Black tile flooring, maybe not asphalt basedAsbestos-Containing Floor Tile Adhesive, Mastic or Roofing Sealant Identification

  • ASBESTOS-CONTAINING MASTIC DANGEROUS?- CONTENTS: What are the health hazards that may be encountered from cutback or mastic adhesives used in flooring, roofing, and other building applications? Demolition or remodeling advice for old tile floors or for roofing flashings, sealants & mastics
  • POST a QUESTION or READ FAQs about the asbestos content in cutback adhesives & roofing mastics
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How to recognize roof or floor adhesive, mastic, or sealant that may contain asbestos. This article provides dates of manufacture of asbestos-containing adhesives, mastics, sealants, and includes photographs and text describing the appearance of such products.

While an expert test by a certified asbestos testing lab is required for sure identification of the asbestos content of most materials, we point out that some materials can be recognized as asbestos-containing by simple visual inspection, and others may be treated as presumed asbestos containing products based on the product type, age, and ./ or date of installation.

This article series answers questions about floor tile, sheet flooring, or roofing cutback adhesives or mastics that may contain asbestos.Does or did roofing mastic products & sealants contain asbestos? What are the hazards of demolishing or working on floors or roofs where asphalt-based asbestos-containing mastics, cutback adhesives, or sealants were used? Page top photo of black mastic floor tile adhesive provided courtesy of reader G.M.

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Asbestos-Containing Floor Adhesive / Mastic Identification & Age

Asbestos containing vinyl asbestos floor tilesReader Question: when was asphalt-asbestos cutback adhesive manufactured & how can I Identify It

When was asbestos asphalt cut back adhesive manufactured and is there an easy way to identify it? I have a house that was built in the mid 1970s and there is black adhesive on the kitchen floor. There was sheet linoleum over it. - C.H. New Jersey, 12/5/2012

Reply: how to decide if flooring mastic, cutback adhesive or similar products contain asbestos

A competent onsite inspection by an expert usually finds additional clues that help accurately diagnose a problem or hazard from handling cut-back adhesive or mastic that may contain asbestos in a flooring application as well as in roofing mastics. That said, here are some things to consider:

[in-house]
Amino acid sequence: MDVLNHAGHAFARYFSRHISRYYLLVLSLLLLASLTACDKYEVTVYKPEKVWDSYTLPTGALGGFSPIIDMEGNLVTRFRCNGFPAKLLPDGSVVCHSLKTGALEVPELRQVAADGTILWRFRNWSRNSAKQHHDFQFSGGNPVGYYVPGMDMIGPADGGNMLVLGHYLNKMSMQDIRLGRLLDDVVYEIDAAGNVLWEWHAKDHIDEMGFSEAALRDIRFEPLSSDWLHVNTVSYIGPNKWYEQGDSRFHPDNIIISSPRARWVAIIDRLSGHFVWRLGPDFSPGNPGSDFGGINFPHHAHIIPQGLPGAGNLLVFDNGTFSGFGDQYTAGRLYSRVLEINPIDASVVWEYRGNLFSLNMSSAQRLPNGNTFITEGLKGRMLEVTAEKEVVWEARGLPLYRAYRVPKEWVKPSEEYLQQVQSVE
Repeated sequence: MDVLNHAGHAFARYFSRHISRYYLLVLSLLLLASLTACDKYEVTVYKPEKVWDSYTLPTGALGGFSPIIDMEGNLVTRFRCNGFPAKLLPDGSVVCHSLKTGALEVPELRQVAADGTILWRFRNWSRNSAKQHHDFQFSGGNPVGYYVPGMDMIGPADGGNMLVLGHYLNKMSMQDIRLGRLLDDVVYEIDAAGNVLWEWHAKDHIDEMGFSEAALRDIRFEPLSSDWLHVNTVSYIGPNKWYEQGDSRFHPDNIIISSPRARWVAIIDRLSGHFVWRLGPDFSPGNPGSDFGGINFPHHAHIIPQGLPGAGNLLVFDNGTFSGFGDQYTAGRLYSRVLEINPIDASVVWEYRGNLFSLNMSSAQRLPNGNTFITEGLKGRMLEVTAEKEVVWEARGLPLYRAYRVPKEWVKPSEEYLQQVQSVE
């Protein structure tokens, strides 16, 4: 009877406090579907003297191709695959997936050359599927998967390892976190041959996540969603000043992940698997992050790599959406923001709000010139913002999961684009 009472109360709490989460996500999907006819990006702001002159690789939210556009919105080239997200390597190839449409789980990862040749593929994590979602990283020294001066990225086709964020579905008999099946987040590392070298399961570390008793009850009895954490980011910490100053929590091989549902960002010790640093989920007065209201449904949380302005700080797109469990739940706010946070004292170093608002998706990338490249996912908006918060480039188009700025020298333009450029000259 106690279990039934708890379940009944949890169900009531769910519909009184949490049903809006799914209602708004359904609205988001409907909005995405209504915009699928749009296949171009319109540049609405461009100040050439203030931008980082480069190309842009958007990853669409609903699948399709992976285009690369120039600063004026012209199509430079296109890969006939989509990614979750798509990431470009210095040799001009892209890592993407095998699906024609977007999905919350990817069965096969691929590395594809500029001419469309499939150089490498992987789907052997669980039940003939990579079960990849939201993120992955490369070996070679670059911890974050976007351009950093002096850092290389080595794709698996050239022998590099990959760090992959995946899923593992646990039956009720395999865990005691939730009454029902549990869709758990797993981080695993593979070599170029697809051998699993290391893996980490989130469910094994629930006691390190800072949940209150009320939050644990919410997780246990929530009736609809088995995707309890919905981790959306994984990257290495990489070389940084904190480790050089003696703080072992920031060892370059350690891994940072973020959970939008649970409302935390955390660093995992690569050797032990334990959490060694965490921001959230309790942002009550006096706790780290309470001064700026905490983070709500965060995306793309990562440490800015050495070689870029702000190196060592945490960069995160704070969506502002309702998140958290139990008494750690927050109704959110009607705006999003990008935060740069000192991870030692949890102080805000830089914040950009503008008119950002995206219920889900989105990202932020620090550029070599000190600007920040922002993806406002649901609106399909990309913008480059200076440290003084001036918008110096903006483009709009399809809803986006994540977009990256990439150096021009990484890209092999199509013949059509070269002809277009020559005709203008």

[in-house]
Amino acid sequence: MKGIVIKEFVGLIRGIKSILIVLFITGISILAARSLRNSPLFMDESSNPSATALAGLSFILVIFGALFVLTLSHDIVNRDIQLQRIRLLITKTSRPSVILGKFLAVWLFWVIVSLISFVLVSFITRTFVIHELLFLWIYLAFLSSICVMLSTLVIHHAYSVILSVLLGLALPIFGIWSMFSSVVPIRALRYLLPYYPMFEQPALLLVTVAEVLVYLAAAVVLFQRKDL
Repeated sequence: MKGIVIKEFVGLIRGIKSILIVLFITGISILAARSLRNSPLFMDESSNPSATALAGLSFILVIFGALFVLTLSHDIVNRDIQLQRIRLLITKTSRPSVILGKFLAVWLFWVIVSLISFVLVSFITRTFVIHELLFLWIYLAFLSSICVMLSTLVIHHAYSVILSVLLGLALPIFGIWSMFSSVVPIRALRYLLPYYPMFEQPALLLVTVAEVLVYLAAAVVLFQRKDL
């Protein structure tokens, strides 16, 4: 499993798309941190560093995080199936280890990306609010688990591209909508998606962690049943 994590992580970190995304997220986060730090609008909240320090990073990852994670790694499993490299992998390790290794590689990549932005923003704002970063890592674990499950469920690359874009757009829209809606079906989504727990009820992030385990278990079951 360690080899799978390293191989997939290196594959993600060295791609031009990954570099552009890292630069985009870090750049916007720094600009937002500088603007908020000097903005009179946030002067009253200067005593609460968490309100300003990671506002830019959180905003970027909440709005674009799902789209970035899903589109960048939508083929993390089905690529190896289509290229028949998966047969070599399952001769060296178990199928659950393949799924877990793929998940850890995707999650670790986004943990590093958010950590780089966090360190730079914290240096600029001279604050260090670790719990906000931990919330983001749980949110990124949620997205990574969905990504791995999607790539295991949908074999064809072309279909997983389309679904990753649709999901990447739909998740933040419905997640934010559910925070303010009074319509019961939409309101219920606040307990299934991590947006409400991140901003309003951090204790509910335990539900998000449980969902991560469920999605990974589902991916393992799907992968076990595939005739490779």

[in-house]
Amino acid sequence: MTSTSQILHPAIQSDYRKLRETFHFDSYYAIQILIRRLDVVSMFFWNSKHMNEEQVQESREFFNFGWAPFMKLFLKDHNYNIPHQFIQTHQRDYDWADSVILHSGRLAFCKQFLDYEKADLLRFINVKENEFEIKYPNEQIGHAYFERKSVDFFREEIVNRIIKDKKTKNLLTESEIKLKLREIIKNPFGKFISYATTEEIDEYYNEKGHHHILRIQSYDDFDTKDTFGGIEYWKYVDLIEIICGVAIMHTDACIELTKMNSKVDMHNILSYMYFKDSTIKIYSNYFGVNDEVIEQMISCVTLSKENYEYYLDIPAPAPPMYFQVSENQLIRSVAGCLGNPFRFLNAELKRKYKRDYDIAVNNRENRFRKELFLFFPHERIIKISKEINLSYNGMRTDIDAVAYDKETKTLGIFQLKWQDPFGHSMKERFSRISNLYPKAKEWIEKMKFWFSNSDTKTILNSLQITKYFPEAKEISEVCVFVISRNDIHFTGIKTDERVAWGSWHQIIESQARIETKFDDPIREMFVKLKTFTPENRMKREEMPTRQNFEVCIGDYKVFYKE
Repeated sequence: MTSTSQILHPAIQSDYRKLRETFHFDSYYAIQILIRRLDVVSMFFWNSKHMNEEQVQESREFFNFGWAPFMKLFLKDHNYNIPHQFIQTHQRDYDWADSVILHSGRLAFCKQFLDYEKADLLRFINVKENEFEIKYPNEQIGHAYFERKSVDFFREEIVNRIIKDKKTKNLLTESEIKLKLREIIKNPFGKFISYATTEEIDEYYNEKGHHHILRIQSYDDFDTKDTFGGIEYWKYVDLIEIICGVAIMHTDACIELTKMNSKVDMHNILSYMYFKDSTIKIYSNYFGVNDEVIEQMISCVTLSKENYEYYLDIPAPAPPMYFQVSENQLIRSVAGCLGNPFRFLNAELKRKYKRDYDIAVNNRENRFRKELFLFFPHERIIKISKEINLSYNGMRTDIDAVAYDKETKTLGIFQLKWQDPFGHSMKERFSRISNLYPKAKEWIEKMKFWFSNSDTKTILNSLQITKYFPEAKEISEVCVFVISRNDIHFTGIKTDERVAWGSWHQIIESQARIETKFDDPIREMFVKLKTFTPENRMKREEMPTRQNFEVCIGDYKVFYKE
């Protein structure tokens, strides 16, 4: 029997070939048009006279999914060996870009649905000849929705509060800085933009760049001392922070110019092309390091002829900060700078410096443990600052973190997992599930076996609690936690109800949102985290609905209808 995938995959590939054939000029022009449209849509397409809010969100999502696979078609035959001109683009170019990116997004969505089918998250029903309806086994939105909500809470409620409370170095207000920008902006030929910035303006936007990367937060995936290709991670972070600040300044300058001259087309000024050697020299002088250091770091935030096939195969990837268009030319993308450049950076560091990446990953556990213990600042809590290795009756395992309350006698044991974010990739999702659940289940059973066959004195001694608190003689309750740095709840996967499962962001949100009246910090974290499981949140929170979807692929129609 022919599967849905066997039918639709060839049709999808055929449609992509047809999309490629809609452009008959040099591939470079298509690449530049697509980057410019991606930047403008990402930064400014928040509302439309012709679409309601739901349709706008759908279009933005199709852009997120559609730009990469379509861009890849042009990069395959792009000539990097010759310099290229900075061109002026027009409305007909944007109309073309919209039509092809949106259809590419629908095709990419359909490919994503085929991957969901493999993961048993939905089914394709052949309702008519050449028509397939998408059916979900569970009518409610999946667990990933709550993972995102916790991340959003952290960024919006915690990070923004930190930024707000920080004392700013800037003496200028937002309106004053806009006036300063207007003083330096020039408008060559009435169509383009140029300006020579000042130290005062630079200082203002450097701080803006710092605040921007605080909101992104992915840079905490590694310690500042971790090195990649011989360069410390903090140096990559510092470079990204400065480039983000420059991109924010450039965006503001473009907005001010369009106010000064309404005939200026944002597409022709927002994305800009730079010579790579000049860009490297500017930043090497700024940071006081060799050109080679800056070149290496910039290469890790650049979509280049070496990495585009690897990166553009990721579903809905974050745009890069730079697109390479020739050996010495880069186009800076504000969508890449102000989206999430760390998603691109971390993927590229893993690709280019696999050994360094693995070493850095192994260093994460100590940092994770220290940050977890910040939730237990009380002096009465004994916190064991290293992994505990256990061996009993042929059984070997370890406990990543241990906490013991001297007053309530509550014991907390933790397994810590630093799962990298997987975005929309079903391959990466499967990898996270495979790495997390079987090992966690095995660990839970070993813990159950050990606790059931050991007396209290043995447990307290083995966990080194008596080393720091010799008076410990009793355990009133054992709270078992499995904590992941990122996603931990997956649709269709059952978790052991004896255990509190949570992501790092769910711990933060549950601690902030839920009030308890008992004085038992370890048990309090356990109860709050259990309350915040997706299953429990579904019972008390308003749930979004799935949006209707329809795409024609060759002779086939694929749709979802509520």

Dates of Black Asphalt-Based Asbestos-Containing Cutback Adhesive

Cutback is the black asphalt-based adhesive that was frequently used to install vinyl asbestos tile, asphalt tile and vinyl composition tile. We're uncertain of its precise history, but we found it mentioned in a 1937 patent for composite panel board,

Patent number: 2232762
Filing date: Nov 27, 1937
Issue date: Feb 25, 1941

A patent by Vicenzi filed in 1986 describes an asbestos-free product intended for similar uses

Patent number: 4759799
Filing date: Aug 21, 1986
Issue date: Jul 26, 1988

So excluding time to move from patent into production, it seems reasonably safe to guess that asbestos-containing cutback adhesives were in use at least until that date, possibly a bit later.

Tan or Brown Latex-Based Tile Mastic / Adhesive - some might contain asbestos

Having examined asphalt-based adhesives used in floor tiles as well as in roofing mastics from a variety of installations, I cannot say that there is an easy way to recognize which contain asbestos and which do not simply by visual examination of the adhesive itself.

There are both dark and lighter tan tile or flooring adhesives that may look alike but be chemically very different - some can be softened by simple water, others not. However these related observations will be helpful:

  1. Floor installation date: Consider the probable date of application and use of the adhesive and assume that before 1988 it may have contained or was even likely to contain asbestos
  2. Floor covering materials: Consider the materials with which the cut-back adhesive was being used. For example, if the adhesive was used for asphalt-asbestos floor tiles or vinyl-asbestos floor tiles, then it would be reasonable to suspect the adhesive of also containing asbestos.
  3. Water-soluble tile mastics: Some floor tile mastics that appear difficult to remove using common solvents may in fact be water based and are removed by soaking with ordinary water; but beware that depending on age, these non-asphalt mastics may also have contained asbestos.
  4. Non-friable asbestos flooring mastics: Finally, where (most) asphalt based and other mastics and cut-back adhesives are generally not friable, the potential asbestos exposure hazard will be affected more by the means used to remove the material than by the material in its applied-state. Follow recommended wetting and cleanup guidelines.


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